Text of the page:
907-355-8883 ds@bluediamondwebs.com


Are people struggling to find your website online?
At Blue Diamond Webs we have affordable optimization
solutions that will help you reach your target customers.

Website Launch

Let’s say your website is slow and hard to navigate, or woefully out-of-date with regard to your business, or just plain ugly. Visitors land on it, possibly leave right away, or grow frustrated trying to find what they want. Then, one day, they open your website to find it shiny and new, with updated copy and design elements that sing your brand right off the screen. It’s like magic—at least, that’s how it seems from the outside. 

Launching a new website, and getting everything right, is anything but magic. First, months of planning and development go into it as you partner with a web design team. Even when all goes according to plan, it can feel like a lot of work. It all pays off on “go live” day, or the day you launch the new website. But it’s the work that takes place in those final days and hours that makes the experience feel like pulling the proverbial rabbit out of a hat.

What Happens on “Go Live” Day?

Because designing a new website takes time, your design team will create it on a subdomain of your url, commonly referred to as a dev (development) site or staging site. They will insert code in the robot.txt file that keeps it hidden from public view so, for example, someone can’t stumble onto it from Google. In the meantime, your regular site will stay the same until the new one is ready to go live.

Your design and development team will test everything as they go along in the dev site. However, even when things work perfectly in a dev site, they can break when the code is pushed to production. To catch anything that might go wrong, a quality assurance (QA) expert will go over every aspect of your website, testing and confirming accuracy.

Your project manager will facilitate communication between your team and Blue Diamond Webs to choose the best day and time to go live. If necessary, they can work with you to notify customers of any possible downtime. Your go live will typically take place during business hours, but options are available to launch in the evening or on a weekend. As with everything in web design, user experience is top priority!

Blue Diamond Web’s Go Live Quality Assurance Process

That “crunch time” when your website moves from the dev site to production are critical. At Blue Diamond Webs, our team puts their full focus on your website during this period. Many clients choose to run their own quality assurance—and we welcome their hands-on approach—but another option is to engage one of our dedicated website QA experts. 

QA goes through more than 35 points to find even the smallest glitch. They check functionality, usability, and compatibility with a range of browsers and devices. For example, they will test that all forms work correctly and consistently, and they test all internal and external links. They thoroughly test mobile responsiveness to cover a wide range of devices your customers might use.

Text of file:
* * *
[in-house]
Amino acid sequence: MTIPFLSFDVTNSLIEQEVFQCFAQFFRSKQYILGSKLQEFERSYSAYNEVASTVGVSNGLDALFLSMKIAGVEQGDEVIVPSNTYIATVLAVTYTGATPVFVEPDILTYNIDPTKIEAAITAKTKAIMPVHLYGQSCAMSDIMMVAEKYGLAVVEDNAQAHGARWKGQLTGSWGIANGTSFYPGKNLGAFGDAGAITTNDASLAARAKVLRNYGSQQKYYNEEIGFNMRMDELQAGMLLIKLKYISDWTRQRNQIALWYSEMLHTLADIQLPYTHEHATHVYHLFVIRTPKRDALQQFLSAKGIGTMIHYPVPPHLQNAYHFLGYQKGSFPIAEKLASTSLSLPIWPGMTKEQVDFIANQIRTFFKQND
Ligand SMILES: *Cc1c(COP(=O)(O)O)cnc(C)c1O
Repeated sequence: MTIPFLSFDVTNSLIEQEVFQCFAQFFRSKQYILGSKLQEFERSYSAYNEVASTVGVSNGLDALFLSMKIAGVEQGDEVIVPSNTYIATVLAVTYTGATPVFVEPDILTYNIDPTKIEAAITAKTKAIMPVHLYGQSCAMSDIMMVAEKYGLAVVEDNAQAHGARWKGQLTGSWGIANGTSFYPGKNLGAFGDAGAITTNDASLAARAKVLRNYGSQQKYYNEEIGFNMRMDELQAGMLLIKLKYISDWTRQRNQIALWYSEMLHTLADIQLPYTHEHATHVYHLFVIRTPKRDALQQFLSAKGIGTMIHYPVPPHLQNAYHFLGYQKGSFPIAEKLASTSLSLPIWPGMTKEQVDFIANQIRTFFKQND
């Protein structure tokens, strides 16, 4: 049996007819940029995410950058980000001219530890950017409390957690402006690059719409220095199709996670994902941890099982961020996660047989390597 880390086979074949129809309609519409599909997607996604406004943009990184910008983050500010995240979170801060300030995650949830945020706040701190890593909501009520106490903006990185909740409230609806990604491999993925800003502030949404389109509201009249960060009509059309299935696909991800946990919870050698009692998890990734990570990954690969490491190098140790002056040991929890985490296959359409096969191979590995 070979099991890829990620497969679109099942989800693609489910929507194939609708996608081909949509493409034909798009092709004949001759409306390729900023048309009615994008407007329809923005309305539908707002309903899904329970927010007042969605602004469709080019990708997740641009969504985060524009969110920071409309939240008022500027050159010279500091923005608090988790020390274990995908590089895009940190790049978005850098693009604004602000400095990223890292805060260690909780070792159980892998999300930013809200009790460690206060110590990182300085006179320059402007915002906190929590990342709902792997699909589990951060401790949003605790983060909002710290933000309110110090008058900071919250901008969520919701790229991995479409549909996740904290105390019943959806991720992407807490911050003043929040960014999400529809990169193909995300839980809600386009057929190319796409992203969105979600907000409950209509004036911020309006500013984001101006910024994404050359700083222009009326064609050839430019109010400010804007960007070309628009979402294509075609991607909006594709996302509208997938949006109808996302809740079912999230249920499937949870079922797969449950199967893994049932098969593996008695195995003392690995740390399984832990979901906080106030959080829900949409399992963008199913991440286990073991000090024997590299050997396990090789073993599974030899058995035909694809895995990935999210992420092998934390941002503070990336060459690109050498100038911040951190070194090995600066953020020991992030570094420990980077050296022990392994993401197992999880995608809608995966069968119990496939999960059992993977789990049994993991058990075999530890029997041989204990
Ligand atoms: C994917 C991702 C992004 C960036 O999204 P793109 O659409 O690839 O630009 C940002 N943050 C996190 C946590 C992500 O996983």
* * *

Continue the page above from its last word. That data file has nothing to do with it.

Meanwhile, the Blue Diamond Webs, IT and development teams stand by to address any issues and resolve them as quickly as possible. The IT team makes sure backup systems are in place, should your website go down, and confirms that everyone, including you, has signed off.

Before finishing a go live, our team puts themselves in your shoes. They ask themselves, “If this were my company, would I be proud of this website?” We would never launch a client website that did not reflect our best work.

What Happens After Your Website is Launched?

Once your website is live, it has to become integrated into the internet. Think of it as getting plugged into The Matrix. A domain name system (DNS) tells the internet where to point your domain name and how to deliver your pages to users. The whole process can take up to 48 hours since DNS all over the world need to relay the information. 

Next, Google and other search engines crawl the site to index your content, which can take from a few days to a few weeks. However, you can avoid that wait time by submitting an XML sitemap and putting an SEO strategy in place in advance. Your SEO team can help you avoid mistakes to preserve your ranking by using the same urls or 301 redirects to tell Google where to find your new content.

At Blue Diamond Webs,, we equip you with the resources you need to be successful post-launch. You’ll be trained to manage the site so you can monitor and adapt with your customer base. A website maintenance plan can equip you to add or change pages in the future, as you need to.

When you partner with Blue Diamond Webs, to design your new website, you can rest assured that a team of in-house experts will handle each step with the utmost care. When it comes time to go live, we will celebrate together. If you’re ready to start planning a website that will grow your business, contact us today.


Every business has a unique story. We’re here to make sure the search engines get yours
right with results-driven SEO services. 


All effective search engine optimization campaigns start with keyword research. Blue Diamond Webs will discover the most relevant target keywords that YOUR CUSTOMERS search for when trying to find your products or services.